Global equities
12 May 2017

Avoiding the pitfalls: style bias

Investment style is one of the most important considerations both when understanding the dynamics of equity markets, and when assessing the performance of funds.

  160 viewed

Investment style is one of the most important considerations both when understanding the dynamics of equity markets, and when assessing the performance of funds. Much of a fund’s performance may be attributable to its investment style. The two main styles are the value style and the growth style. 


Value investors look for bargains. They like to buy shares cheaply, believing they will recover from their low price. A value style can be simulated by selecting shares with a low price to book ratio. The book value is the company’s equity according to its balance sheet. The price to book ratio is the share price divided by the book value per share: when that ratio is low it is an indication that the share is cheap.

Another method of simulating a value style is to use the price earnings ratio, which is share price divided by the company’s earnings per share. Again, the aim is to find a basket of shares whose price is relatively low.


Growth investors look for companies growing faster than average. They like to buy stocks in companies with innovative or superior products that are in high demand. They tend not mind so much that the shares may be expensive when measured by the value metrics mentioned above.

A growth style may be simulated by selecting shares in companies that have higher than average growth in revenues, for example, or higher than average growth in earnings per share.


Neither a value nor a growth style does well in all market conditions. We believe that a value style tends to do better in risk on environments, but less well in risk off. So fund managers with a pronounced persistent style can fall into the pitfall of style bias. Many investors are familiar with the unfortunate results: funds that perform well for a time, but subsequently underperform.

We try to avoid style bias by flexing our style depending on the market environment. We do this especially through our Dynamic Value stock selection component, which blends a sophisticated valuation model with measures of stock quality, and adjusts the blend based on our measurement of the market environment. The simulated performance of this component, compared to a value style based on the price to book ratio, is shown in the chart below.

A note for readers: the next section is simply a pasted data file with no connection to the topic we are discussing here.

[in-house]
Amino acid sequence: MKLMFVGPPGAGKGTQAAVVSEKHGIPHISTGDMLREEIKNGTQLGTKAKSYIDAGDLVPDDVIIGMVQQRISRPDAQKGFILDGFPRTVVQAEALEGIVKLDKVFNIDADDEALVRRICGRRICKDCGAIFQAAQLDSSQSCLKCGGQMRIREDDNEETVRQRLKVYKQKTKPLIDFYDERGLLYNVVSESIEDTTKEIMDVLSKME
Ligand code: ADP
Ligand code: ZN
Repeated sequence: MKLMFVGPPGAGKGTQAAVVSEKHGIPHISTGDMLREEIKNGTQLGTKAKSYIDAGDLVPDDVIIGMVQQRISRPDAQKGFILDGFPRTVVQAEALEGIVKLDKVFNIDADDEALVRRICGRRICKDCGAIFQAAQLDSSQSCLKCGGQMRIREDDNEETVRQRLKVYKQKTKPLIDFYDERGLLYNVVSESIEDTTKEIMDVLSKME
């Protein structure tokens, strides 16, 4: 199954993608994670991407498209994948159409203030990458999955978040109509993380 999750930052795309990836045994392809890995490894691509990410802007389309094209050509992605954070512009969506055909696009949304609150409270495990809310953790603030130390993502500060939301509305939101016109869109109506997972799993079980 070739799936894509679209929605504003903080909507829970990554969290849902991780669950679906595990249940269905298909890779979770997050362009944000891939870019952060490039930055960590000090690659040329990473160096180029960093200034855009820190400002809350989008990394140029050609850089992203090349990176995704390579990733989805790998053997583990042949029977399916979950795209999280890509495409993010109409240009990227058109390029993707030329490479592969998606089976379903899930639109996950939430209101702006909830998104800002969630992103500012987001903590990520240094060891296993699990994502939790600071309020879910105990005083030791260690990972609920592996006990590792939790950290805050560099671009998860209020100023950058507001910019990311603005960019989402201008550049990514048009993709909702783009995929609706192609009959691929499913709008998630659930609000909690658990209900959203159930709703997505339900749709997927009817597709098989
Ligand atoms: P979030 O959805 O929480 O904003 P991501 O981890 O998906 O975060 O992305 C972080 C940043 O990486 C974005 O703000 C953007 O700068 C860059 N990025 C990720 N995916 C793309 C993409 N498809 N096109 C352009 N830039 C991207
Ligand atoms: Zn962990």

Source: OMGI. Performance of market neutral quintile value portfolio in North America from August 1981 to December 2016. This is a simulation for illustrative purposes only. Past performance is not a guide to future performance. The value of investments can go down as well as up and is not guaranteed.

You can see that a pure value style (the light green line) suffers badly during periods when the market environment is one of high risk aversion (grey bars). By taking our foot off the value pedal in such environments, we aim to outperform a pure value style. And our Dynamic Value stock selection component is just one of five we use in our funds, as we seek diversification.

Neither a value style nor a growth style works in all seasons. We believe that consistency in return structure is crucial in controlling portfolio volatility, and that the ability to remain nimble and fluid when deploying stock selection techniques is vital.


Next article:
Avoiding the pitfalls: making macro bets

12 May 2017

In investment, over-confidence about our ability to forecast events can be a pitfall.

Read More
Update: Merian Global Equity and World Equity Funds

An update for investors in the funds, covering the past few weeks of the Covid-19 crisis.

Facing volatility and bias in European equities

A robust investment process should accept that higher volatility is normal, and that style bias must be overcome, argues Ian Heslop, head of global...